“It's a lot of hearings, a lot of paperwork,” Kass said. “Chapter 11 is really geared for the big boys.”
Before filing for bankruptcy, all consumers must see an approved credit-counseling agency. An individual applying for Chapter 11 protection has 120 days to file a plan to repay a portion of debt, according to the Web site of the U.S. federal courts.
Rebuilding credit after a bankruptcy may take as much as five years of good payment history, said Ken Lin, chief executive officer of CreditKarma.com, a San Francisco-based Web site that allows consumers to monitor their credit scores. A secured credit card, which requires an upfront deposit, is a good way to start, he said.
Scores may actually improve because of the discharged debts, Lin said, but credit will still be difficult to get and will be more expensive, because most companies do a separate search for bankruptcies as part of their underwriting.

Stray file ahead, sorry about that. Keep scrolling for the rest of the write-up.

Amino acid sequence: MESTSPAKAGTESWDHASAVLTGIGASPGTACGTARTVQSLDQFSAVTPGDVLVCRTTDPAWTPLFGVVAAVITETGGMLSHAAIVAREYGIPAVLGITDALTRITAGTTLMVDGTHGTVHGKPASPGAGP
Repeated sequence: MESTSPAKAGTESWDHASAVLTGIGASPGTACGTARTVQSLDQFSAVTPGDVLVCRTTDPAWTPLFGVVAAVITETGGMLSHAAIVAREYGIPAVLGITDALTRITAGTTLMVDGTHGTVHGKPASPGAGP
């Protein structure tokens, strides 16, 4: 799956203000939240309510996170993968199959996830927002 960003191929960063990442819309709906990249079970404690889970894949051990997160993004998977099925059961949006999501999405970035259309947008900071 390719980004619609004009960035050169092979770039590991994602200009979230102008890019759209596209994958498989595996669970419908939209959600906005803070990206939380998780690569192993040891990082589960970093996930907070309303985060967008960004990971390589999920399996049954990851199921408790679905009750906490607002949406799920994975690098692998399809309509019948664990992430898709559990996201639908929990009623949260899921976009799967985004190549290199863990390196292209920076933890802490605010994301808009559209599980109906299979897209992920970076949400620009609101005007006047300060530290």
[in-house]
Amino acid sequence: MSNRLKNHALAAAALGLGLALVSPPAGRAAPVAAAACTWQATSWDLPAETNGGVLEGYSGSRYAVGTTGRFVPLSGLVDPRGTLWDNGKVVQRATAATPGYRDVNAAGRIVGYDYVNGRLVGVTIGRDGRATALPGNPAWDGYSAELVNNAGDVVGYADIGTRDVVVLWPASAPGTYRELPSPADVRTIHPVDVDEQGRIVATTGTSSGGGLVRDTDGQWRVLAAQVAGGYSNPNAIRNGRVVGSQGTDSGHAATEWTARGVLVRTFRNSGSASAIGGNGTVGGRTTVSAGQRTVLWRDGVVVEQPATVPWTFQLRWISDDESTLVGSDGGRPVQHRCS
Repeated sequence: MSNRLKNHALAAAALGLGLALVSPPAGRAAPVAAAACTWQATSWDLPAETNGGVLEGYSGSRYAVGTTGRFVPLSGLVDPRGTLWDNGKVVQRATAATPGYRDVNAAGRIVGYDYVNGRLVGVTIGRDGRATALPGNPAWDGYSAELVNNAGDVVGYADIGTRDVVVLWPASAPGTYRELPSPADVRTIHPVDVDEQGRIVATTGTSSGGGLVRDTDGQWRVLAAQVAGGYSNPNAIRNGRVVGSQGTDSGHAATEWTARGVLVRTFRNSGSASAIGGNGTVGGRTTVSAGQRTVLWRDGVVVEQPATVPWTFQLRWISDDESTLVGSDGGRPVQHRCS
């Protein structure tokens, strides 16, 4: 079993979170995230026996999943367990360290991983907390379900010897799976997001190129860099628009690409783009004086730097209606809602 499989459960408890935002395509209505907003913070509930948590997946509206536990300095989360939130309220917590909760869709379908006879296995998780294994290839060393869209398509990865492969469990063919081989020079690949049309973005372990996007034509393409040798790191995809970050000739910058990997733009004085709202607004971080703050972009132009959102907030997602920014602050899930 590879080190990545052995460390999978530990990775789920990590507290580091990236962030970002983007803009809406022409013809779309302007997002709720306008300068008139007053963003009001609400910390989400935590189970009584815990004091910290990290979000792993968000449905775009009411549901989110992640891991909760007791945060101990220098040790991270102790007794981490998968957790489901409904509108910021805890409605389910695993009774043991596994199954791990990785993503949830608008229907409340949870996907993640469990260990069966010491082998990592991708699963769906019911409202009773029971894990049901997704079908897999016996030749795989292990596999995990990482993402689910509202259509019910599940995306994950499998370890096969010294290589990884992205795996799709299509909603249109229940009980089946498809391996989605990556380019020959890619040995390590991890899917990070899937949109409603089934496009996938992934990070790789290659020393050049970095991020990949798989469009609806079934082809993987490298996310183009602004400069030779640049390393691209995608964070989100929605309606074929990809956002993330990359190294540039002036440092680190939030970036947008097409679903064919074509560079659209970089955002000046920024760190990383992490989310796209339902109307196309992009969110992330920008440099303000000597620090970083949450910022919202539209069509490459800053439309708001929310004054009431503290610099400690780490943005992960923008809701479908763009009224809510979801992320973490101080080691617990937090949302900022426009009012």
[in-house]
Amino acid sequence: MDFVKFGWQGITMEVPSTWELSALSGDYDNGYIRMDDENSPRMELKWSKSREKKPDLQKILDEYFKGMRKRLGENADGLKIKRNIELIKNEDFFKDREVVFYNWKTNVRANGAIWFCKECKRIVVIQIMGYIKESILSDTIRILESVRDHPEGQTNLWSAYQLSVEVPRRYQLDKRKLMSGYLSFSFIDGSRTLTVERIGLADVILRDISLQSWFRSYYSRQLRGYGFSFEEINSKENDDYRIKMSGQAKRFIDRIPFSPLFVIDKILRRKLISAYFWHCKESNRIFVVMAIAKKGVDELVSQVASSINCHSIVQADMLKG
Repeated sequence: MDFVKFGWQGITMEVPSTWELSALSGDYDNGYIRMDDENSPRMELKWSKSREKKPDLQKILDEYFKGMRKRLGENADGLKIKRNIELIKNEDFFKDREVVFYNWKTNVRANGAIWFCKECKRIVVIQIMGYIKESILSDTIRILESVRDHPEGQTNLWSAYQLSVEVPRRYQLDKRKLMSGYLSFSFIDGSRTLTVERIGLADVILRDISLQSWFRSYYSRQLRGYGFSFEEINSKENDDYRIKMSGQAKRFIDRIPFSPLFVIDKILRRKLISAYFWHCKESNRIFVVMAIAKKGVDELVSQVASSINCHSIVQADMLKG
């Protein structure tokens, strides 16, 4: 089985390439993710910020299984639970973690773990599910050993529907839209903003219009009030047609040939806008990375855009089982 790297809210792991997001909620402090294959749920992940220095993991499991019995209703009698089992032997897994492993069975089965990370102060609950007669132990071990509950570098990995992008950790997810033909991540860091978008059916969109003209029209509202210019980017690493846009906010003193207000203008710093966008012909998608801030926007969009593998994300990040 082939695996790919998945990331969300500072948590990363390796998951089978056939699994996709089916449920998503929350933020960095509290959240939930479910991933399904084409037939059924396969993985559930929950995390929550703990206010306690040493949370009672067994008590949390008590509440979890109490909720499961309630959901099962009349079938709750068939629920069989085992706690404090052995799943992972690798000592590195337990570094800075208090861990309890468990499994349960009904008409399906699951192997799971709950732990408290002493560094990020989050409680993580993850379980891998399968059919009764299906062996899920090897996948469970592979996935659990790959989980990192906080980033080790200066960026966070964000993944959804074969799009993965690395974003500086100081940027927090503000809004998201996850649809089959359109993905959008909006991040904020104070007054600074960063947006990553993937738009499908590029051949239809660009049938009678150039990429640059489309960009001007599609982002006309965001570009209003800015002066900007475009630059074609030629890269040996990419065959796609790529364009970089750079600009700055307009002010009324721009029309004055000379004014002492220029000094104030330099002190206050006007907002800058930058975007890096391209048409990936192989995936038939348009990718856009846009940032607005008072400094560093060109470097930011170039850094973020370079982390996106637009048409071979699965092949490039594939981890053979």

“There will be a penalty period where you'll be under extra scrutiny,” Lin said. “A consumer should be prepared to be declined a lot.”
Bankruptcy may be used by some employers in hiring decisions. In the brokerage industry, the filing becomes part of the Financial Industry Regulatory Authority's “BrokerCheck” report, which may affect an investor’s decision on working with that broker, said Finra spokesman Herb Perone.
If consumers are using credit cards to pay utilities or groceries, it may be time to speak to a counselor, said Dianne Reichl, group manager at Greenpath Debt Solutions in Detroit. Other signs of trouble: taking numerous cash advances; paying one bill one month, another the next month; and falling behind on basic needs, such as housing and utilities.
“We're seeing people who historically never would consider they were having a problem seeking help,” said Mike Croxson, president of Care One Services, a credit-counseling company in Columbia, Md.